Thursday, May 20, 2010
RARE MOD VOLUME TWO
RARE MOD VOLUME TWO (A Second Volume of 60's Underground Rhythm N' Blues, Psych & Soul)-Various Artists CD (Acid Jazz) 2009
"Mod" is thrown around so often on CD compilations these days. It's usually some cheesy affair of a bunch of Kinks, Searchers, Petula Clark and even (on occasion) 60's Bowie cuts with "mod" tacked on, more bullshit than bulls eyes or an excuse to cobble together a bunch of lame '79 bands. Far from being a catchphrase to the folks at Acid Jazz it's actually used to good effect here where there isn't a hit to be seen and none of these bands should not raise an eyebrow among the general public unfamiliar with such legends/heroes to us anorak's like The Richard Kent Style. Nearly all of these numbers are previously unreleased tracks from the archives (don't ask from who's, I'm not sure...).
The Summer Set are one of those mega obscure bands that seemed to play a weekly gig in '66 at The Marquee alongside my faves like The Action, The Move, David Bowie and The Buzz or The Syn (they were, for a time, the club's houseband). Their single track "It's A Dream" (they had two 45's on U.K. Columbia) popped up nearly 20 years ago on one of the Strange Thing's Are Happening "Circus Days" CD and it's a perfect mix of proto psych weirdness and the American West Coast harmony/pop obsession (also one of my fave U.K. 60's obsessions). I've always wanted to hear more and now I have. Their "Oh Miss Stone" is a jaunty/cheeky unreleased pop affair that sits nicely alongside The Human Instinct's "Death Of The Seaside" (see May 13, 2010 entry) about a seaside stall merchant. Who said the "West Coast" had to mean California, there was always Blackpool! The Richard Kent Style are legends on the strength of their firmly mod/freakbeat classic "Go Go Children" and more r&b/soulful (and equally cool) numbers like "All Good Things" . Someone needs to get around to officially compiling their 5 singles on a nice little CD one day since the singles all run for about a month or two's pay. Luckily there are bonus cuts to be had like their offering here, an unreleased spirited version of The Contour's "Just A Little Misunderstanding" that breaths new life into an otherwise (in my estimation) played out number. American garage band The Poor's "She's Got The Time" was covered in the U.K. on a 45 by a group called The Affex who amped it up substantially (must've been the speed). The hitherto unknown Gass Company serve up a second British cover of it, though not as good as The Affex version it's still enjoyable and gets an "A" for obscurity with some interesting lead vocal technique! The Amboy Dukes (a British band not to be confused with Ted Nugent's lot) are actually a heavy/organ U.K. six piece formed from the ashes of The Platform Six (responsible for the stellar single "Money Will Not Mean A thing" from one of the "Doin' the Mod" CD comps). Where the Platform Six were firmly in Georgie Fame/Zoot Money Flamingo turf these guys are another kettle of fish, there's still a twinge of jazz but they're quite heavy with the pulsating organ and noodling guitar work on "More And More" and "You Better Find Yourself Someone", think Amen Corner jamming with Arthur Brown on a handful of leapers. The Nocturnes (not the Matawan, NJ, US instro combo) offer a decent hand claps and Hammond groover called "Hay, That's What Horses Eat", a full on party mode record with plenty of "atmosphere" like The Quik's "Bert's Apple Crumble" or Wynder K. Frog's interpretation of "I'm A Man". The other contribution "Night Owl" (not the Howard Tate number) is more poppy with some nice bass and reminds me of one of those cool B-side or LP cuts by The Tremeloes. The Fleur De Ly's "Nothing To Say" is dead boring lightweight stuff that sounds like a Macauly-McLeod cast off. "I Walk The Sands", their other track here sounds straight off of "Back From The Grave" with it's lo-fi DYI garage feel and is miles away from the previously mentioned cut! The Chances Are were responsible for their brilliant soulful cover of the pre-Creedance Clearwater Revival act The Golliwog's "Fragile Child on 45 in the U.K. Their offering here is a bluesy take on "Talkin' Bout You" with some nice fuzzy guitar and some bass playing that reminds me of The Small Faces Decca instrumentals. The legendary Brit r&b act Dave Anthony's Moods were responsible for the killer Mike Hugg penned "New Directions" (available on a British 60's r&b CD comp of the same name) and their legend stands for itself on the strength of that one single. Their inclusion here is a weird little number called "See My Soul" that has a sort of Middle Eastern feel to it, but sadly not very interesting.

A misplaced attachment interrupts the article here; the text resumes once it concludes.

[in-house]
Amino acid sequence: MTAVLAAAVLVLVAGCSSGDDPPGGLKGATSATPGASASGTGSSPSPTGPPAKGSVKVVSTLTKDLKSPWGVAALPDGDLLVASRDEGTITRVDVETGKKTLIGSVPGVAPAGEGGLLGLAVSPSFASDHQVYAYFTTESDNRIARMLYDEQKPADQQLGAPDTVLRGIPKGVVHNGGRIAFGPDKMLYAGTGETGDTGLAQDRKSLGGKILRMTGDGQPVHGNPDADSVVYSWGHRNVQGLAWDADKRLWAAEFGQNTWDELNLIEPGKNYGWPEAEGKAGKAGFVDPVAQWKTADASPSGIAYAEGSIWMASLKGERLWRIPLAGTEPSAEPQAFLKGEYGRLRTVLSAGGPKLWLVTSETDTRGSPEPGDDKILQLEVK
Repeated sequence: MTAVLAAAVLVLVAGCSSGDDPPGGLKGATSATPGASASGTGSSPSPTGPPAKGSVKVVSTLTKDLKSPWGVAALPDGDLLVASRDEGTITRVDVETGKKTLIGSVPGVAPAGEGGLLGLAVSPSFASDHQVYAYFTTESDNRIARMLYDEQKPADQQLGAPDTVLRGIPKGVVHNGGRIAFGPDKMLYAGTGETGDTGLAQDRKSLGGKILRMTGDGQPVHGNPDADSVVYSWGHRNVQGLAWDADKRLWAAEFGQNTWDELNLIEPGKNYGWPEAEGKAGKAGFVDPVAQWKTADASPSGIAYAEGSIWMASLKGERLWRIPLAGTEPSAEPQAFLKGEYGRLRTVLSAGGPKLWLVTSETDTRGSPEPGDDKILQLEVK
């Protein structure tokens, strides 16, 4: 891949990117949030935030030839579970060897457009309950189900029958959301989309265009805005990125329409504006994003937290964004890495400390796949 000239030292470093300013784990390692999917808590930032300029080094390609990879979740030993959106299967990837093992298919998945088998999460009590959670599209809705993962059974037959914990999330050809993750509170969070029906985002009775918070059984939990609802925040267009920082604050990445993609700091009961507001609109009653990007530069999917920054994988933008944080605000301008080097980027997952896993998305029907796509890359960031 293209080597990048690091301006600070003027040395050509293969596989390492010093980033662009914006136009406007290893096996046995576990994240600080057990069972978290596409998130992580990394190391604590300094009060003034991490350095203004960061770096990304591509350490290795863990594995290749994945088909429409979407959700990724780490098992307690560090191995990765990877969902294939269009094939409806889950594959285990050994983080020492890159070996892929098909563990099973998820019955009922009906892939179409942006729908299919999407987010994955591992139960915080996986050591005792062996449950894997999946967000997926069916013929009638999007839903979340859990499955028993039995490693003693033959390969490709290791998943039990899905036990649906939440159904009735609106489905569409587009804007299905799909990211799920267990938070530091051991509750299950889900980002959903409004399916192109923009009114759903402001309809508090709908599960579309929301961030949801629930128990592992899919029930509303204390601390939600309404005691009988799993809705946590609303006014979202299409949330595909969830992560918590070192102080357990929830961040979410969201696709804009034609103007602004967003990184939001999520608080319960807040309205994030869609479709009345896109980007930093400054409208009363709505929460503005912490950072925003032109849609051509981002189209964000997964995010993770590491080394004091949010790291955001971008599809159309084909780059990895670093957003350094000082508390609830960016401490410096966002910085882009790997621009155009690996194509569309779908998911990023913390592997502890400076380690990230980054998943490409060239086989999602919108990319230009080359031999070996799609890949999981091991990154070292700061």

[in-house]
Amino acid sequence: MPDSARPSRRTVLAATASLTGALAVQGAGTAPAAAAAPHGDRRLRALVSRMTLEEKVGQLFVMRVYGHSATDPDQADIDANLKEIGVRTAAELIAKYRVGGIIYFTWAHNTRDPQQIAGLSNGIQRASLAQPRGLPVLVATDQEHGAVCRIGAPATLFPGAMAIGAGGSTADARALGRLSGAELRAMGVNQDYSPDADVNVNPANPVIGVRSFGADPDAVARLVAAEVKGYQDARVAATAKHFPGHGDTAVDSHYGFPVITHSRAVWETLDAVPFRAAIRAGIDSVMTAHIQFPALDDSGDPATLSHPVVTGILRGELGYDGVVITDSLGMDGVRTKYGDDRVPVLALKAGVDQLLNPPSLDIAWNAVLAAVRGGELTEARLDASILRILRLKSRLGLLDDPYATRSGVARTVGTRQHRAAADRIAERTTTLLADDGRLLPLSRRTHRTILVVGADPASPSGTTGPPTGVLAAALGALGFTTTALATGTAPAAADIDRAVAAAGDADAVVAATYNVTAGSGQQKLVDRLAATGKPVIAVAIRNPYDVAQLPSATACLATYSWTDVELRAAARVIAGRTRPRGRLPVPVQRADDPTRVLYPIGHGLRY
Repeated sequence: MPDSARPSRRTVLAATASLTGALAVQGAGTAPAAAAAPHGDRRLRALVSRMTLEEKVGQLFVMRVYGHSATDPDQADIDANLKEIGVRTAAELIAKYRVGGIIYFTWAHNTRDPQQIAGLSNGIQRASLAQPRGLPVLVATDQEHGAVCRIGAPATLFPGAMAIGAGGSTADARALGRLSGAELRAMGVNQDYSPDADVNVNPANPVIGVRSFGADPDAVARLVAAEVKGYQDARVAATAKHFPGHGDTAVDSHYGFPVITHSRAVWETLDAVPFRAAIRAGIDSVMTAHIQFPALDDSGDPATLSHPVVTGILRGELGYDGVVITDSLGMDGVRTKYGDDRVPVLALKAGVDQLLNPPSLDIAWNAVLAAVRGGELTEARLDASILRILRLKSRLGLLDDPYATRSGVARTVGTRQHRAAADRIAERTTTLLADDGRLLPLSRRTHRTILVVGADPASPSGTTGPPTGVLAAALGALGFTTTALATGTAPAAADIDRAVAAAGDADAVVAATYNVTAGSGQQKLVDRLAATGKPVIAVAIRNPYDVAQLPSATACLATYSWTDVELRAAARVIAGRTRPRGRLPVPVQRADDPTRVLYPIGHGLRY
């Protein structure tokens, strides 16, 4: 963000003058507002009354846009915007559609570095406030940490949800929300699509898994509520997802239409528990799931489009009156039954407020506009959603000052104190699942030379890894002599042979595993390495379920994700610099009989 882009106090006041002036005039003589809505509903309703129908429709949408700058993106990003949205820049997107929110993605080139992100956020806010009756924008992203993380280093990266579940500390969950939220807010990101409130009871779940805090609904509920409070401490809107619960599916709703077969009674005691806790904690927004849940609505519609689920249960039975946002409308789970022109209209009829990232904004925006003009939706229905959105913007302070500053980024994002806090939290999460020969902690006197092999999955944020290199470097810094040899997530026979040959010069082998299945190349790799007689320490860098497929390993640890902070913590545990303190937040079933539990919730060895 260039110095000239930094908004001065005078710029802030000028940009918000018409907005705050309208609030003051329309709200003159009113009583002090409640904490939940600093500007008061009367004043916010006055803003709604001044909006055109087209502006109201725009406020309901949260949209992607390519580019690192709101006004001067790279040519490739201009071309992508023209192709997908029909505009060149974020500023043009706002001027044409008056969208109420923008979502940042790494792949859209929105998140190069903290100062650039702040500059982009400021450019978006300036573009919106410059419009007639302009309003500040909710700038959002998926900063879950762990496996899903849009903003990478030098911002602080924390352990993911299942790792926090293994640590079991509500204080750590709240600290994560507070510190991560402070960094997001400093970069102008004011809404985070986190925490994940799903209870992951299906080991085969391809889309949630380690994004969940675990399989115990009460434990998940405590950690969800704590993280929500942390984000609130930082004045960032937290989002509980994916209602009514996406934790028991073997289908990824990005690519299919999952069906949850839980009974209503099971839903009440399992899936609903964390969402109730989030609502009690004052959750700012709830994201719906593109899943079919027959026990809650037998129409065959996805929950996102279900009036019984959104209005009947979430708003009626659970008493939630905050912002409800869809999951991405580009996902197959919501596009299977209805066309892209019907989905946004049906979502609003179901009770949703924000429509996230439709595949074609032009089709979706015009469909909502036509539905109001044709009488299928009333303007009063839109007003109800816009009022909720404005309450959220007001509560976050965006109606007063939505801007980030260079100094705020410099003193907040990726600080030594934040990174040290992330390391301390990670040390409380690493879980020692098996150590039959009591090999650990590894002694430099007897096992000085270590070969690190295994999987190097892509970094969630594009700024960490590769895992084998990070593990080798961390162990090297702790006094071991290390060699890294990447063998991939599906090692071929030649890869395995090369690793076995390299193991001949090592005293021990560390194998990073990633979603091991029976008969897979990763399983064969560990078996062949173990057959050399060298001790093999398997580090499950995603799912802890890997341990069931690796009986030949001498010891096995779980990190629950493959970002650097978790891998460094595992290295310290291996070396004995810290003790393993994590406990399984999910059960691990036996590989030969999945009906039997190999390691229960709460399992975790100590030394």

All in all I highly recommend this if you're into British 60's r&b/beat or freakbeat, there's some duff tracks here and there but overall it's a decent stroll through the great unknown and unissued of British 60's music.